85th AMS Annual Meeting

Wednesday, 12 January 2005
Trends in cloud types and diurnal changes in cloudiness in Canada 1953-2003
Ewa J. Milewska, MSC, Toronto, ON, Canada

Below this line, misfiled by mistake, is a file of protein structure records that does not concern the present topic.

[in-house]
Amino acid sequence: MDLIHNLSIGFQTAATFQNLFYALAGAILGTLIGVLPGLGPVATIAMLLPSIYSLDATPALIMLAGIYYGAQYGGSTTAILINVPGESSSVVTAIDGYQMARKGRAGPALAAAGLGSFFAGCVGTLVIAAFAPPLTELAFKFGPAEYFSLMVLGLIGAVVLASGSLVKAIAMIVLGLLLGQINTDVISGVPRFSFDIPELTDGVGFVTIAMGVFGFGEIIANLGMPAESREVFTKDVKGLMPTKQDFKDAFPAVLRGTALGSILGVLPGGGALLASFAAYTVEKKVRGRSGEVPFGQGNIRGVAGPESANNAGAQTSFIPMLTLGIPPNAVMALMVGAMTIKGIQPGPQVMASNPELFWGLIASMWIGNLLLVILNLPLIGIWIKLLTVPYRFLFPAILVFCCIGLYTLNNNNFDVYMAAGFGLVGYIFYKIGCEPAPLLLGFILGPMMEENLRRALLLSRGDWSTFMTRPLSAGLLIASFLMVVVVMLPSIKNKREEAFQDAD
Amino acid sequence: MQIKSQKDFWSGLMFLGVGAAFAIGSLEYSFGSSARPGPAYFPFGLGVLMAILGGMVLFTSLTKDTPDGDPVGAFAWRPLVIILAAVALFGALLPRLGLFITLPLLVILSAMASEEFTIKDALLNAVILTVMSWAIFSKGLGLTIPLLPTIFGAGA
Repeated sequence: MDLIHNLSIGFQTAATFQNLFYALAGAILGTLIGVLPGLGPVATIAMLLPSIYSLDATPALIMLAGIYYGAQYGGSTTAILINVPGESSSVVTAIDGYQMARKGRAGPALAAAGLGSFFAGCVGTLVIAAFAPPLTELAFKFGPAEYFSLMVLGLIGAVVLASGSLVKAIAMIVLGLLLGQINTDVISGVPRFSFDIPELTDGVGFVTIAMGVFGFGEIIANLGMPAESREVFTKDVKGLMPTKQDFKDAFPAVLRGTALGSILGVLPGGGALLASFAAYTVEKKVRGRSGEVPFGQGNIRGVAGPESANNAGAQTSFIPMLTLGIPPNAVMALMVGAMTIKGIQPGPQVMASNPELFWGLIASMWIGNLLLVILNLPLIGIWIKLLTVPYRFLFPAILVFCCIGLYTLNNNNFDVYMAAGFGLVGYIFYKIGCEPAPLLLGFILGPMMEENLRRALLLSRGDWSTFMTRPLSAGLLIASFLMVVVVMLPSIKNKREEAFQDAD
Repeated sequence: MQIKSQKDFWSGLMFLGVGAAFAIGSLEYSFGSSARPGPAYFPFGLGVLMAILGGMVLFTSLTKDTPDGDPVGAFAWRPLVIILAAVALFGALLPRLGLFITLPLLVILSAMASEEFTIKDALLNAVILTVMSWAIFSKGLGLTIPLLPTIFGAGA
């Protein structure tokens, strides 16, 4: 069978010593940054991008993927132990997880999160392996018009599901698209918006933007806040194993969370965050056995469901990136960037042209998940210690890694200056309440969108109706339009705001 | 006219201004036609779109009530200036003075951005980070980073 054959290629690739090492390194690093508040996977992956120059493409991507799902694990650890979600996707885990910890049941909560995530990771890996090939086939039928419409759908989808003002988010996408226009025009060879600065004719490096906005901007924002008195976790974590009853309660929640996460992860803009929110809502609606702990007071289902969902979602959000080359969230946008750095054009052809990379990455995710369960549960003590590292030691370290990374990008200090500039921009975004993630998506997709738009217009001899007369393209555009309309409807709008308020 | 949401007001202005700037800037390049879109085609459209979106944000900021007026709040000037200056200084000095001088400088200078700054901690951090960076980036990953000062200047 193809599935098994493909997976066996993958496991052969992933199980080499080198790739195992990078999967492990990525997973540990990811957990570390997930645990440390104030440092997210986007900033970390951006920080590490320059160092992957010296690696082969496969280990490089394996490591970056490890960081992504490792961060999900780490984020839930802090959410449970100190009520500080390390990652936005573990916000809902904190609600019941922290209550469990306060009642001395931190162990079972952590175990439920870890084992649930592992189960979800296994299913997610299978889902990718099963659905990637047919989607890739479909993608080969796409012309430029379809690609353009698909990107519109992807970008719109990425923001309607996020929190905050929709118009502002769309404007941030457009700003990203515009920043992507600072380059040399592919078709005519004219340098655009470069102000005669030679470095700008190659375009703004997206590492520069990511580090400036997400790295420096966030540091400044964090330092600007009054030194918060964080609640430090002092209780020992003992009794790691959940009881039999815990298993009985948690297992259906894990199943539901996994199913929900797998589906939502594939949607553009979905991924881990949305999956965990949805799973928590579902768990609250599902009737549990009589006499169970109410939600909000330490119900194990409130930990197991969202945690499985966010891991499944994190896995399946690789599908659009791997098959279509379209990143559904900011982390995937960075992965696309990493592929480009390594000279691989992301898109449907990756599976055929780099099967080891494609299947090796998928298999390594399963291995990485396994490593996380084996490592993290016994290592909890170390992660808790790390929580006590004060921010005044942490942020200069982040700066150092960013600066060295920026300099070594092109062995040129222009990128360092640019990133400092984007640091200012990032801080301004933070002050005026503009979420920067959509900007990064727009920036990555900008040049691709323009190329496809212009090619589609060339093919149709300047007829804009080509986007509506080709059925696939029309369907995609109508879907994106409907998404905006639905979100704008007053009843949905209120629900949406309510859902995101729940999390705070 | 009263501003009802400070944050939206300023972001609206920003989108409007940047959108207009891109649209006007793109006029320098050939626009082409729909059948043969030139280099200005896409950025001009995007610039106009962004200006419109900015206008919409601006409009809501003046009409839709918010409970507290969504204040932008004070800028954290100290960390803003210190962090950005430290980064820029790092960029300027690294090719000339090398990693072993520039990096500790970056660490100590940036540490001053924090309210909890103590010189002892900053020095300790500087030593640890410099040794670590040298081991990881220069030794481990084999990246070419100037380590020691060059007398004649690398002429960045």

Clouds play an important role in water and energy flux; they directly affect surface temperature and precipitation. Fifty-one years (1953-2003) of hourly observations of cloud amounts, opacities, types, and layers from the Canadian airports are used to study changes in the incidences of different cloud types, e.g. low and high clouds, stratiform and convective, etc. on the annual, monthly, daytime, nighttime, and diurnal scale. The results might be indicative of whether we see more or less convective type weather activities under changing climate scenario (some climate models predict more convective clouds), or more or less low or high clouds. These are important questions, as, for example, increasing convective clouds could produce more extreme precipitation. High clouds are more effective in trapping long-wave radiation than low clouds, which are more effective in reflecting shortwave radiation, so changes in either type might enhance or dampen warming now observed in daily temperature minimums and maximums. In the assessment of the energy budget, not only cloud height and structure but also cloud opacity is likely to play a role even more critical than cloud amounts, so opacity is also analyzed. Unfortunately the information regarding cloud types have lately been irreversibly lost at some observing stations with recent automation.

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